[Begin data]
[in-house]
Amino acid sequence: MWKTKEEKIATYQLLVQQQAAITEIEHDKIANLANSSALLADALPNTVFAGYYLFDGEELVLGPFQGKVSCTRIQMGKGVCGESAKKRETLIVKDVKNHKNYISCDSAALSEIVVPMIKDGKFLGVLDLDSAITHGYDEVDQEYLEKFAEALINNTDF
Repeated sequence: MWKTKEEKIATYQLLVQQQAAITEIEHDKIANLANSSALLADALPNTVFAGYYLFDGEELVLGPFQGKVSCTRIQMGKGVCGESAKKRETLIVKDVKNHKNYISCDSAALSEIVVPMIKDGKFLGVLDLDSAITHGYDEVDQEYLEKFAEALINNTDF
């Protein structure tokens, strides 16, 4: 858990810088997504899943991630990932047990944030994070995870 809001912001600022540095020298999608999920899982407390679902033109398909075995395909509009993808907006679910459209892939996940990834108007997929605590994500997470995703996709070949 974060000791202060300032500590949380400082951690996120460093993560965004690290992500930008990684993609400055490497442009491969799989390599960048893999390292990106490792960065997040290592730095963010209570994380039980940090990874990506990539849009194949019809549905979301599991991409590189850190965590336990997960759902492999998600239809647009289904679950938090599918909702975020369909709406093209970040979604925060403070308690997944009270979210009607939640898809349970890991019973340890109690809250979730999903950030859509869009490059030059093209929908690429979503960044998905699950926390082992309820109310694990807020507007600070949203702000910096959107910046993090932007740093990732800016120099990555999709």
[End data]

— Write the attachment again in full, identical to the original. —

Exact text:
[in-house]
Amino acid sequence: MWKTKEEKIATYQLLVQQQAAITEIEHDKIANLANSSALLADALPNTVFAGYYLFDGEELVLGPFQGKVSCTRIQMGKGVCGESAKKRETLIVKDVKNHKNYISCDSAALSEIVVPMIKDGKFLGVLDLDSAITHGYDEVDQEYLEKFAEALINNTDF
Repeated sequence: MWKTKEEKIATYQLLVQQQAAITEIEHDKIANLANSSALLADALPNTVFAGYYLFDGEELVLGPFQGKVSCTRIQMGKGVCGESAKKRETLIVKDVKNHKNYISCDSAALSEIVVPMIKDGKFLGVLDLDSAITHGYDEVDQEYLEKFAEALINNTDF
């Protein structure tokens, strides 16, 4: 858990810088997504899943991630990932047990944030994070995870 809001912001600022540095020298999608999920899982407390679902033109398909075995395909509009993808907006679910459209892939996940990834108007997929605590994500997470995703996709070949 974060000791202060300032500590949380400082951690996120460093993560965004690290992500930008990684993609400055490497442009491969799989390599960048893999390292990106490792960065997040290592730095963010209570994380039980940090990874990506990539849009194949019809549905979301599991991409590189850190965590336990997960759902492999998600239809647009289904679950938090599918909702975020369909709406093209970040979604925060403070308690997944009270979210009607939640898809349970890991019973340890109690809250979730999903950030859509869009490059030059093209929908690429979503960044998905699950926390082992309820109310694990807020507007600070949203702000910096959107910046993090932007740093990732800016120099990555999709």